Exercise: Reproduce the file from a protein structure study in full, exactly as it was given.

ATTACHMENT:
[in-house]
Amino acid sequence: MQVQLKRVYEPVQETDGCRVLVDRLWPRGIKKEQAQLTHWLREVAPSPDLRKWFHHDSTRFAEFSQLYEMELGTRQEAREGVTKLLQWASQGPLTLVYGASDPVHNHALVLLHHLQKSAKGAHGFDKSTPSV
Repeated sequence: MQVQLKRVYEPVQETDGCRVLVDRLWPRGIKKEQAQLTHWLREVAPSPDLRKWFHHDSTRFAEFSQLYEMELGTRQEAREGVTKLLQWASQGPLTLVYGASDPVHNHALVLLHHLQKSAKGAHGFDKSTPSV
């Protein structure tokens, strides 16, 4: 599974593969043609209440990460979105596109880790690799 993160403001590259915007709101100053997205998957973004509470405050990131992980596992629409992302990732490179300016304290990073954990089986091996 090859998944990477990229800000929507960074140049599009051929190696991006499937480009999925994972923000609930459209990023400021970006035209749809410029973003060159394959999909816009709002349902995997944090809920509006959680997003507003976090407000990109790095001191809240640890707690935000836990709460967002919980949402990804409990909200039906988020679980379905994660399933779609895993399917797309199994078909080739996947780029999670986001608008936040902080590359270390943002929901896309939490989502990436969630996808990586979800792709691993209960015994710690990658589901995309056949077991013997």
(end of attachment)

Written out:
[in-house]
Amino acid sequence: MQVQLKRVYEPVQETDGCRVLVDRLWPRGIKKEQAQLTHWLREVAPSPDLRKWFHHDSTRFAEFSQLYEMELGTRQEAREGVTKLLQWASQGPLTLVYGASDPVHNHALVLLHHLQKSAKGAHGFDKSTPSV
Repeated sequence: MQVQLKRVYEPVQETDGCRVLVDRLWPRGIKKEQAQLTHWLREVAPSPDLRKWFHHDSTRFAEFSQLYEMELGTRQEAREGVTKLLQWASQGPLTLVYGASDPVHNHALVLLHHLQKSAKGAHGFDKSTPSV
């Protein structure tokens, strides 16, 4: 599974593969043609209440990460979105596109880790690799 993160403001590259915007709101100053997205998957973004509470405050990131992980596992629409992302990732490179300016304290990073954990089986091996 090859998944990477990229800000929507960074140049599009051929190696991006499937480009999925994972923000609930459209990023400021970006035209749809410029973003060159394959999909816009709002349902995997944090809920509006959680997003507003976090407000990109790095001191809240640890707690935000836990709460967002919980949402990804409990909200039906988020679980379905994660399933779609895993399917797309199994078909080739996947780029999670986001608008936040902080590359270390943002929901896309939490989502990436969630996808990586979800792709691993209960015994710690990658589901995309056949077991013997």